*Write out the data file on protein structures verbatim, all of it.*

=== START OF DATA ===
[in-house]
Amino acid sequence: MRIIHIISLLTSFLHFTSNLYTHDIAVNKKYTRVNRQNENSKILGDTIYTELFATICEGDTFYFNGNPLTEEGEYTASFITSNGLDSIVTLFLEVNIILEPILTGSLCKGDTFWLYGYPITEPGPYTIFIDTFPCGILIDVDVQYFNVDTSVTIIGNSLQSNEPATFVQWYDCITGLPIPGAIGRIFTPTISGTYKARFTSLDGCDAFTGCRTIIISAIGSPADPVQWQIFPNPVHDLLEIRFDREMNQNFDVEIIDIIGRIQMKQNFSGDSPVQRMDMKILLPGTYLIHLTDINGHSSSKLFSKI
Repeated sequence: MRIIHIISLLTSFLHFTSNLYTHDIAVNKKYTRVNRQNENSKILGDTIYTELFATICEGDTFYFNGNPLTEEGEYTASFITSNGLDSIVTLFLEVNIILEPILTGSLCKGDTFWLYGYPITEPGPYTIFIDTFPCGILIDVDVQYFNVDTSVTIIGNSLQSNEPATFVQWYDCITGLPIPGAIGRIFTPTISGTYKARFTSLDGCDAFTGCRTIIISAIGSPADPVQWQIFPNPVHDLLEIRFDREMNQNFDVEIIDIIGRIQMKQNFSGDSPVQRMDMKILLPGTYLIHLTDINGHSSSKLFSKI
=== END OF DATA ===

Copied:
[in-house]
Amino acid sequence: MRIIHIISLLTSFLHFTSNLYTHDIAVNKKYTRVNRQNENSKILGDTIYTELFATICEGDTFYFNGNPLTEEGEYTASFITSNGLDSIVTLFLEVNIILEPILTGSLCKGDTFWLYGYPITEPGPYTIFIDTFPCGILIDVDVQYFNVDTSVTIIGNSLQSNEPATFVQWYDCITGLPIPGAIGRIFTPTISGTYKARFTSLDGCDAFTGCRTIIISAIGSPADPVQWQIFPNPVHDLLEIRFDREMNQNFDVEIIDIIGRIQMKQNFSGDSPVQRMDMKILLPGTYLIHLTDINGHSSSKLFSKI
Repeated sequence: MRIIHIISLLTSFLHFTSNLYTHDIAVNKKYTRVNRQNENSKILGDTIYTELFATICEGDTFYFNGNPLTEEGEYTASFITSNGLDSIVTLFLEVNIILEPILTGSLCKGDTFWLYGYPITEPGPYTIFIDTFPCGILIDVDVQYFNVDTSVTIIGNSLQSNEPATFVQWYDCITGLPIPGAIGRIFTPTISGTYKARFTSLDGCDAFTGCRTIIISAIGSPADPVQWQIFPNPVHDLLEIRFDREMNQNFDVEIIDIIGRIQMKQNFSGDSPVQRMDMKILLPGTYLIHLTDINGHSSSKLFSKI